In many shuls, people have assigned or fixed seats, and seats are even “sold” for an annual or monthly fee in some communities. In places where seats are not sold, people nonetheless have a “Makom Kavua” where they have a Chazaka. The arrangements are usually organized and maintained by the Shul Gabai or another designated individual. Even where seats are sold, the Gabai may occasionally find difficulty in arranging the seating. This essay will examine one such instance:
Reuven and Shimon Daven in the same Shul and each has a Makom Kavua. Reuven sits near the entrance to the Shul but Shimon, who is an elderly gentleman, sits in the middle of the Shul. Over the years Shimon grew weaker and began using a wheelchair and found it difficult to walk. He asked the Gabai to switch his seat with Reuven’s, claiming that this was the only way that he could attend the Shul as Reuven’s seat was the only place in which a wheelchair could be parked. Reuven (who is a young, healthy man) could easily move to Shimon’s place, but he likes his place and has sat there for many years. Reuven and Shimon came to the Rav to ask whether Reuven was obligated to give up his place or he could be forced to do so.
We will first consider whether Reuven has an obligation to give Shimon his place. If Shimon would merely be disabled but not elderly, Reuven would not be obligated me’Ikar haDin – it would only be a matter of Gemilas Chasadim. However, given that Shimon is elderly, we must determine whether Reuven is obligated by the Halacha of honoring the elderly to give him his seat.
The Torah commands, “Mipnei Seiva Takum v’Hadarta Pnei Zaken” – “You shall rise in the presence of an elderly person and honor the presence of a sage” (Vayikra 19:32). The Halacha is that one is obligated to stand in the presence of an elderly person (Shulchan Aruch, Y.D. 244:1). One should remain standing all the while that he is standing (ibid. 2). The Har Tzvi (O.C. 97) and many other Poskim (cited by the Yechaveh Da’as, 3:71) hold that this obligation also includes vacating one’s seat for a Zaken (such as on a bus). Since one is obligated to stand all the time that the Zaken is standing, if there is nowhere for the Zaken to sit, one must offer him a seat.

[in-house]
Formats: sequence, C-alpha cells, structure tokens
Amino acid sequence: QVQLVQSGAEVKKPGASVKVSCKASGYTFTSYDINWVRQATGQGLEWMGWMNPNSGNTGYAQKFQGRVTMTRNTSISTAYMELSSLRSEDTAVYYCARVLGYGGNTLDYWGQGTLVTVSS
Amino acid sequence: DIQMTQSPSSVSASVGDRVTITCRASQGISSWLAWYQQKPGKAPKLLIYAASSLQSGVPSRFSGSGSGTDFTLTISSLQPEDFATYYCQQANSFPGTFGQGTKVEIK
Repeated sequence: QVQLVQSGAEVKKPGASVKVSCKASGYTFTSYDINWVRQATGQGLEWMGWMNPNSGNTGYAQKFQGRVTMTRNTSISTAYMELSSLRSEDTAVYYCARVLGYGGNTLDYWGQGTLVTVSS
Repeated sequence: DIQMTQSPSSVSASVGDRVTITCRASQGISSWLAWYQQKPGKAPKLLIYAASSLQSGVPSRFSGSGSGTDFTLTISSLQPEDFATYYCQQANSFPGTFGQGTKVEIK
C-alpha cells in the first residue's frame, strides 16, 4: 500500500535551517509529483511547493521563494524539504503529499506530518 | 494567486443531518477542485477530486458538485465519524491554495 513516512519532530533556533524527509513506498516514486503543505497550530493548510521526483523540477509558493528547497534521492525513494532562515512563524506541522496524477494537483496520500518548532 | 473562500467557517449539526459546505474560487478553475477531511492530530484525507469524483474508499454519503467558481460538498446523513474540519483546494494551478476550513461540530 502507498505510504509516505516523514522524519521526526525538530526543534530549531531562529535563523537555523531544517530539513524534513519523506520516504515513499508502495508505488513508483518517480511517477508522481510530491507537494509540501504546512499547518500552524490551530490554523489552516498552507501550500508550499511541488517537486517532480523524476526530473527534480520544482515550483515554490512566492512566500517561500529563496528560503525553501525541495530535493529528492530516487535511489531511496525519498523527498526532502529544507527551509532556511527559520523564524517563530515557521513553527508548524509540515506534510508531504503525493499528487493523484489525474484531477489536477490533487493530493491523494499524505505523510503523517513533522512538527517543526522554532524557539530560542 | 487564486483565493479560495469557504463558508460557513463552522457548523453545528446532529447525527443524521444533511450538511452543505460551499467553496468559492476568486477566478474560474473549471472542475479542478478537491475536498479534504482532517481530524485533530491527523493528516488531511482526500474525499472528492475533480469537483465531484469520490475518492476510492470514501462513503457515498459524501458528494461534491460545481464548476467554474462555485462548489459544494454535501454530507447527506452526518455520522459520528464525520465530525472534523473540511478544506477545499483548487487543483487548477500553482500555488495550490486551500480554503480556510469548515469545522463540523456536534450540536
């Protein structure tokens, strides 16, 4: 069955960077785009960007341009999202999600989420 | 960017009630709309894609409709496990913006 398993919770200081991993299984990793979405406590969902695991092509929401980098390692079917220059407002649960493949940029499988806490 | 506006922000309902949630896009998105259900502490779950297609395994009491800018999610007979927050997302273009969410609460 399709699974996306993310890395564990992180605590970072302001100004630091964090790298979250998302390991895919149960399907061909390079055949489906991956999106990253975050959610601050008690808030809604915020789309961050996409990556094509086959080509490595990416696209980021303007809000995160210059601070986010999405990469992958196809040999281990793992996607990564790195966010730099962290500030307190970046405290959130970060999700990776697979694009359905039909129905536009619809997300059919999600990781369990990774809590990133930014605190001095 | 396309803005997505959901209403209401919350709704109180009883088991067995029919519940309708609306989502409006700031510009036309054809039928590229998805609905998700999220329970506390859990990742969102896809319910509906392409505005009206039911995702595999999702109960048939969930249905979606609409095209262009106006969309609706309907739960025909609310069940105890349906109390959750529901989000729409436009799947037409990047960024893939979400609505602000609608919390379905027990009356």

In fact, even according to those that hold that to fulfill the Mitzva of “Mipnei Seiva Takum” a person need only stand momentarily, he would still need to vacate his seat for a Zaken to fulfil the condition of “v’Hadarta Pnei Zaken” (Shevet haLevi, 2:114).
The Acharonim adduce proof to this ruling from the comments of the Moshav Zekenim miBa’alei haTosfos (Vayikra 19:32):
R’ Elazar m’Germaiza explained: When you see a very elderly person [who] is in great discomfort from standing and you are sitting, you should stand before him and say, “Sit in my place”. This is a matter of Midas Chasidus. “v’Hadarta Pnei Zaken” – but somebody who is not so elderly and he is able to stand – you should [nevertheless] honor him and say, “Would you like to sit in my place?”
The question of honoring the elderly is also discussed in the context of the seating arrangements in Shul. The Rosh (Shu”t 5:3) was asked to rule on a case of an honored and wise man who had a Makom Kavua in Shul. When he died, he left a delinquent son who did not deserve to sit in such an honorable seat. One of the other honored members of the congregation claimed that the seat should go to him since “Zaken Yoshev b’Rosh” – an elderly person (as he was) should be seated at the front (where the deceased man’s Makom Kavua was).